After a promising start to season eight, the script writer for everyone's favourite soap opera, Toronto FC, went with an old faithful. Late in the match, when it looked like Toronto would get an unexpected road draw with the league's hottest team, Blas Perez would break their hearts.
But this time the writer was smart. Instead of making it obvious that he was once again going to show a re-run of his favourite episode, he made it look like they might hold on this time. In all three of their victories Toronto have taken the lead and then successfully held on as their opposition creates chance after chance.
The dam, however, has to break eventually, and none better than Perez to play the villain in the 2-1 FC Dallas victory. Heck, he even made devil (and totally not longhorn) horns after scoring the winner. His goal proved to be the difference after two first half tallies from Matt Hedges for the home side and Issey Nakajima-Farran for Toronto.
Nakajima-Farran was the club's player of the match in this one, showing his full potential alongside more creative influences in the midfield. Besides the goal, he was very lively, including a fantastic play in which his back heel ultimately caught Gilberto offside. In Nakajima-Farran Toronto have found a perfect substitute for Alvaro "45 minutes" Rey.
As for the rest of the midfield, this is the first time Michael Bradley didn't look like a man among boys. He and Jonathan Osorio were clearly still feeling the effects of their injury, and it is very surprising that the latter played the entire match. Neither played the kind of influential role that has come to be expected of them. Bekker was serviceable again while Jackson showed bursts, including one burst into an FC Dallas elbow that will likely warrant a look from the league.
Defensively, this idea of a deja-vu narrative continued. Julio Cesar finally got an opportunity to show that he is indeed a fantastic keeper as he made several saves. Toronto also elected to give one of the league's most dangerous teams from set pieces the opportunity to take 16 corners and 14 free kicks in the match. Dallas scored from one of each.
Things may change should he finally score his first goal, but the contrast between Gilberto and the now distant memory of Jermain Defoe is evident on a game by game basis. The Brazilian has lacked consistent service, and probably should have earned a penalty in the second half, but since the DC game he has consistently struggled to effectively integrate into Toronto FC's counter attacking style.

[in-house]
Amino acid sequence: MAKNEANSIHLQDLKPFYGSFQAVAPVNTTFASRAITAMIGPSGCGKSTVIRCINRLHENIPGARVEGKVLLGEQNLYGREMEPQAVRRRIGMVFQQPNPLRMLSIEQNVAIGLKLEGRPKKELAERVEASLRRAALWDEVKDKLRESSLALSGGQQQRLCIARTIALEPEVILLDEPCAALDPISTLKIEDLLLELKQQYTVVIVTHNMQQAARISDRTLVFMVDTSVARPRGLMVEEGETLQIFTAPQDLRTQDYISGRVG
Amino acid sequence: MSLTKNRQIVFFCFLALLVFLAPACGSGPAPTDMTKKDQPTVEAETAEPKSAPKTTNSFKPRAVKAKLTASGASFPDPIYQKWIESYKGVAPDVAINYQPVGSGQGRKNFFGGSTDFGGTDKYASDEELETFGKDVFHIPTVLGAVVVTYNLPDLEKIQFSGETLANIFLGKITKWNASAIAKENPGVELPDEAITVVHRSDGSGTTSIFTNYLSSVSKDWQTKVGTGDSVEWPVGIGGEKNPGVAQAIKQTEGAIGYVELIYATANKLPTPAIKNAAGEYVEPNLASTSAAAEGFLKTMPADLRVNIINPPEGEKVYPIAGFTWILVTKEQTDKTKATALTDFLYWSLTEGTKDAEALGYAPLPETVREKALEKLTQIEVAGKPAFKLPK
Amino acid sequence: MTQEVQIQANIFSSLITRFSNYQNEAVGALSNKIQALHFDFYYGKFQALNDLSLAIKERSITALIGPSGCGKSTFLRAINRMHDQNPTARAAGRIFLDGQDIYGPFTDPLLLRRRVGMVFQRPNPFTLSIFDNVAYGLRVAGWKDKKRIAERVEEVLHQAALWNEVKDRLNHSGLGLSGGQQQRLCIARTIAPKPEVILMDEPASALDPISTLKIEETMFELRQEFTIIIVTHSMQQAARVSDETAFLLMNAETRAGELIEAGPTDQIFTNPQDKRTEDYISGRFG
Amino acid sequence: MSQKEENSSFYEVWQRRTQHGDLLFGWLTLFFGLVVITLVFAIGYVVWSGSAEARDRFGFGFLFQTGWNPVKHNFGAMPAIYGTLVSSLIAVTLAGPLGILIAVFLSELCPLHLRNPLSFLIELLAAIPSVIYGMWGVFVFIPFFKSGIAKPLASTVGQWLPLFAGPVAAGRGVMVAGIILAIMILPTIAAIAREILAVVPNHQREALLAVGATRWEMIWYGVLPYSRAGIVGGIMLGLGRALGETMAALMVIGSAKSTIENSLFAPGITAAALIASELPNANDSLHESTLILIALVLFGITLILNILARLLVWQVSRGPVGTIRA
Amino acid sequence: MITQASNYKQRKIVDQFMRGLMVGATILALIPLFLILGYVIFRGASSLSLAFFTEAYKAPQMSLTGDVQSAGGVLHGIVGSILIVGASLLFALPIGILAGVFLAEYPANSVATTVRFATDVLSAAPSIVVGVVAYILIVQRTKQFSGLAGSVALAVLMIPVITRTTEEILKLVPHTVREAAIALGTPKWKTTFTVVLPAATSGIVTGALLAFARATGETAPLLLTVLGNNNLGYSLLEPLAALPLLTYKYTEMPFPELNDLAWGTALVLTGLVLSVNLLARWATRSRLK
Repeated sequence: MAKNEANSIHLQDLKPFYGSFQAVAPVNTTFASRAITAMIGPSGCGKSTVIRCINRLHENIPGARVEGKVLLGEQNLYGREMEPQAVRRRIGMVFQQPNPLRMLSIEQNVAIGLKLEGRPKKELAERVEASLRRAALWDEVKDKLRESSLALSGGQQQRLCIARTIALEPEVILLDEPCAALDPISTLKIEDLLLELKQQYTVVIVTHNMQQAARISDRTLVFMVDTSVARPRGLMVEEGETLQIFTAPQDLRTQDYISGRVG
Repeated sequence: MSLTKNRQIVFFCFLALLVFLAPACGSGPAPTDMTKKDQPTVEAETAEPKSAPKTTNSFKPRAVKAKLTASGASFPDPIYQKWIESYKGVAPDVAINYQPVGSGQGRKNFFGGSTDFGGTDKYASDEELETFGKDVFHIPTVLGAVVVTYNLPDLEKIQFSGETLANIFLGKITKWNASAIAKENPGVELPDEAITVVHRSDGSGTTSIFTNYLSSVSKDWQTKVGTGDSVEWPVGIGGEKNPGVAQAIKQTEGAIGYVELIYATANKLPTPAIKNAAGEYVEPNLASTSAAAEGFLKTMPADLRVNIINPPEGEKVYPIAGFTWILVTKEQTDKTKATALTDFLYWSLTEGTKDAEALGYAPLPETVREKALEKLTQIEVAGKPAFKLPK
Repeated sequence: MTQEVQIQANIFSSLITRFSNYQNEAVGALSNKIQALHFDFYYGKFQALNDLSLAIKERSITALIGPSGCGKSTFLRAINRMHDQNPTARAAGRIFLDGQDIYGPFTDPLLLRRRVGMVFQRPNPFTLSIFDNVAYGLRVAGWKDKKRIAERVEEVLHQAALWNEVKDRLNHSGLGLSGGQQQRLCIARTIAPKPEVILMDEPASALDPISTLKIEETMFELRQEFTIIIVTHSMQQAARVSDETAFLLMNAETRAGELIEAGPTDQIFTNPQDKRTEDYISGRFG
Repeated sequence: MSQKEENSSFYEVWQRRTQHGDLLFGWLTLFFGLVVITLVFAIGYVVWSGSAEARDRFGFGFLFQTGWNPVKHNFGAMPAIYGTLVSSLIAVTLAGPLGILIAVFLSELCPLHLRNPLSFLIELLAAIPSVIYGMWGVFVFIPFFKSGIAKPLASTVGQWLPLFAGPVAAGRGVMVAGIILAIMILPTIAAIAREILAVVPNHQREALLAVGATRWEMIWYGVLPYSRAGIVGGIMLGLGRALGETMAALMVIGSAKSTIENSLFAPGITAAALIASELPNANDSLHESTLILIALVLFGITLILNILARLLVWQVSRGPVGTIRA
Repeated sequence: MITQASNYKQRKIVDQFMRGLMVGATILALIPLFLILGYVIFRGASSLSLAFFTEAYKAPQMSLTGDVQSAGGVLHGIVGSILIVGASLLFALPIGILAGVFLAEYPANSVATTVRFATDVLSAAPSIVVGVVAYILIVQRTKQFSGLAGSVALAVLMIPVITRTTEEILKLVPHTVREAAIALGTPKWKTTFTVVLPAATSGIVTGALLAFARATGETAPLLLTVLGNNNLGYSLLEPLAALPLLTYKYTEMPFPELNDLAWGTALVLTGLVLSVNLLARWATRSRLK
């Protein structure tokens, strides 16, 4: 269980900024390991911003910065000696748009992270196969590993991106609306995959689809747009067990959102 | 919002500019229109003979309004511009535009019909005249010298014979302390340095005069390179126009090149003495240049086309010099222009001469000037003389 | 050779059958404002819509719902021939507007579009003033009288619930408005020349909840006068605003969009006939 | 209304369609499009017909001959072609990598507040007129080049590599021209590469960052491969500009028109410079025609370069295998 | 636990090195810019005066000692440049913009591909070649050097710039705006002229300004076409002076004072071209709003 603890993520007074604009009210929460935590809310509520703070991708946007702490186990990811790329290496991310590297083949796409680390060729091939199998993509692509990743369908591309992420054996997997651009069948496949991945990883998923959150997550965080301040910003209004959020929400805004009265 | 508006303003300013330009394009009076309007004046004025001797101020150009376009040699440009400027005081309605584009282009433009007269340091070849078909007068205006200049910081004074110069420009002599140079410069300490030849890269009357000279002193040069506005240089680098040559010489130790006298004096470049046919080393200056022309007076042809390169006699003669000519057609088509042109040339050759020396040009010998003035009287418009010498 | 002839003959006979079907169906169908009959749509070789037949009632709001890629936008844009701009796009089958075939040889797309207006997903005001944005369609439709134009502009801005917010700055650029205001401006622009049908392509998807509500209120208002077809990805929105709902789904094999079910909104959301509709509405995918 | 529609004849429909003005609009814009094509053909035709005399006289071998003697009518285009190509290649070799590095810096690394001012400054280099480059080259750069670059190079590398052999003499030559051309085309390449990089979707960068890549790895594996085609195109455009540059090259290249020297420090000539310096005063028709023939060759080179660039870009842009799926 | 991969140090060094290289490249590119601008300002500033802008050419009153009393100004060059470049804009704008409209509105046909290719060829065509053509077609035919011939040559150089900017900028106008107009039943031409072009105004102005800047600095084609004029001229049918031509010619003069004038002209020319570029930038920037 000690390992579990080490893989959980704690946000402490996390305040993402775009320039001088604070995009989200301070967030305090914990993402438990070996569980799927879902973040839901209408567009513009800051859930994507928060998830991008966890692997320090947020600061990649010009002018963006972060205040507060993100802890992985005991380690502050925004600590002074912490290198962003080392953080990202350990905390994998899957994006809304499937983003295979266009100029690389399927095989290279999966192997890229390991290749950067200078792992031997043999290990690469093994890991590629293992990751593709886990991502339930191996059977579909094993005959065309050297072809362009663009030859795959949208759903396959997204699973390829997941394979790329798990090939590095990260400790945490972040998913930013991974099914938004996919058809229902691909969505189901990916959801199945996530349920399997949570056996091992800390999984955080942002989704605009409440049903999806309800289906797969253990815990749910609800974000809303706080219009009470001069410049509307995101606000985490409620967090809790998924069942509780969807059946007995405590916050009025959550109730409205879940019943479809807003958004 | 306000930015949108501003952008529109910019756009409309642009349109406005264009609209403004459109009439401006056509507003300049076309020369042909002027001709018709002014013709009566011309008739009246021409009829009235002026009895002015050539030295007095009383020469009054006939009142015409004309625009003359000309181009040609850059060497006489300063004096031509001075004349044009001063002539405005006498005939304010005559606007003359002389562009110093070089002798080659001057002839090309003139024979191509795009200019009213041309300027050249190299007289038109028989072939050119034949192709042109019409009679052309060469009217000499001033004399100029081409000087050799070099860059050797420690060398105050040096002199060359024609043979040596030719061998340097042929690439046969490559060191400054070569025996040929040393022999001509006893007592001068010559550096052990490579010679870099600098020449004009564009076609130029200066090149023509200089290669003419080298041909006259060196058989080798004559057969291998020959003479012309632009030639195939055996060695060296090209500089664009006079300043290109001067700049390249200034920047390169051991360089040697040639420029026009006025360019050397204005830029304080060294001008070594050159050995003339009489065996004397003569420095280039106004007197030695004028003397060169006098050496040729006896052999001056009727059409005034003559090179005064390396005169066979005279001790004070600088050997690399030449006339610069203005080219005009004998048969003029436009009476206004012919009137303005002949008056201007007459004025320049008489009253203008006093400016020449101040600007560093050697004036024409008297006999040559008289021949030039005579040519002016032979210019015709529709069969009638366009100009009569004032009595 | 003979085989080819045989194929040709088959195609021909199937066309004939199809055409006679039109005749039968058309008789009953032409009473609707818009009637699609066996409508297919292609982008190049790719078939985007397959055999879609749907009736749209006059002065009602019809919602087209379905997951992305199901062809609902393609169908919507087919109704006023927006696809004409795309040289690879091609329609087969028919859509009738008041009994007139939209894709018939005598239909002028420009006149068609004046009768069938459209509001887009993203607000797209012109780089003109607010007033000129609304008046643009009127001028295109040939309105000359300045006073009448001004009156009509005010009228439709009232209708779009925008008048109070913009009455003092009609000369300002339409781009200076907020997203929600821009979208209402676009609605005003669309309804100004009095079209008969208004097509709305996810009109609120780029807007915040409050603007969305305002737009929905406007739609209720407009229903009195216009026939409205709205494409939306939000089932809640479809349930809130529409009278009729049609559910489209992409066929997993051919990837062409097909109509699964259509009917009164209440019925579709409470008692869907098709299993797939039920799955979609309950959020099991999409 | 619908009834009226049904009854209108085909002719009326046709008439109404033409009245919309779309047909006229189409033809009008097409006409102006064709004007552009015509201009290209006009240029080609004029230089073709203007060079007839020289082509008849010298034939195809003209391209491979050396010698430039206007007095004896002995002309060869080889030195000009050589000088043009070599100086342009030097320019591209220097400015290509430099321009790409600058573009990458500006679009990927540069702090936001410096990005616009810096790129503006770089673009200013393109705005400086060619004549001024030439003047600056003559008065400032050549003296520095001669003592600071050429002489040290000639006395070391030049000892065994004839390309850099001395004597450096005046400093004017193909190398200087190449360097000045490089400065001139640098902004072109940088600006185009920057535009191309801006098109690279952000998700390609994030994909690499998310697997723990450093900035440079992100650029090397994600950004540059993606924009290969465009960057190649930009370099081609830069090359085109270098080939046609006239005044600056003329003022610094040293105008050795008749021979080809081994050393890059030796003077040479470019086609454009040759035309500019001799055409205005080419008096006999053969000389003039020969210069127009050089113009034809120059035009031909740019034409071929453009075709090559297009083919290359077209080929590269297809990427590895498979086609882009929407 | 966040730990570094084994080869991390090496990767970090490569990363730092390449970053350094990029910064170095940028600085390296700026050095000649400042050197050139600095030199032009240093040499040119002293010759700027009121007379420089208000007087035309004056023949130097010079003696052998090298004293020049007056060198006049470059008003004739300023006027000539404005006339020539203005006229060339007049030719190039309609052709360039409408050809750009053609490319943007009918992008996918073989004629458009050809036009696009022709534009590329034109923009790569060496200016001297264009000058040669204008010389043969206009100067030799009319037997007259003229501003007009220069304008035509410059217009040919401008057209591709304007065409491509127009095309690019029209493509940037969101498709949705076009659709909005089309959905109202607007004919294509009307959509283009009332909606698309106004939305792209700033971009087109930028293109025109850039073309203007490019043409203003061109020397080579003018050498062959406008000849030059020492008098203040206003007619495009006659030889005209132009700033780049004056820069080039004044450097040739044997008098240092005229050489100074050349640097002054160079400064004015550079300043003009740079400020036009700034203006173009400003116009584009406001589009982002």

On an important odd man break in the first half Gilberto failed to get the ball to any teammates and ultimately ended up running into the FC Dallas defense. He still deserves time to adjust, especially considering the difference between Major League Soccer and the Brasiliero in terms of playing style. But with every passing game the contrast between his DP tag and his lack of production grows sharper.
Tactically, Ryan Nelsen tried something different, and for most of the match it was fairly effective. His 4-4-1-1 with Gilberto as the lone striker, however, became exposed when it was clear many of the players were not in full fitness. Some earlier substitutions in the second half would have been helpful, but to be fair to Nelsen he didn't exactly have much to work with. Evidence of this is the fact that he put Nick Hagglund on the pitch in an attempt to create an offensive spark after falling behind.
This next week is incredibly crucial for the club, especially in the health department. Having a week off of MLS action means many sore limbs can receive a rest before the team's May 3 home match against the New England Revolution.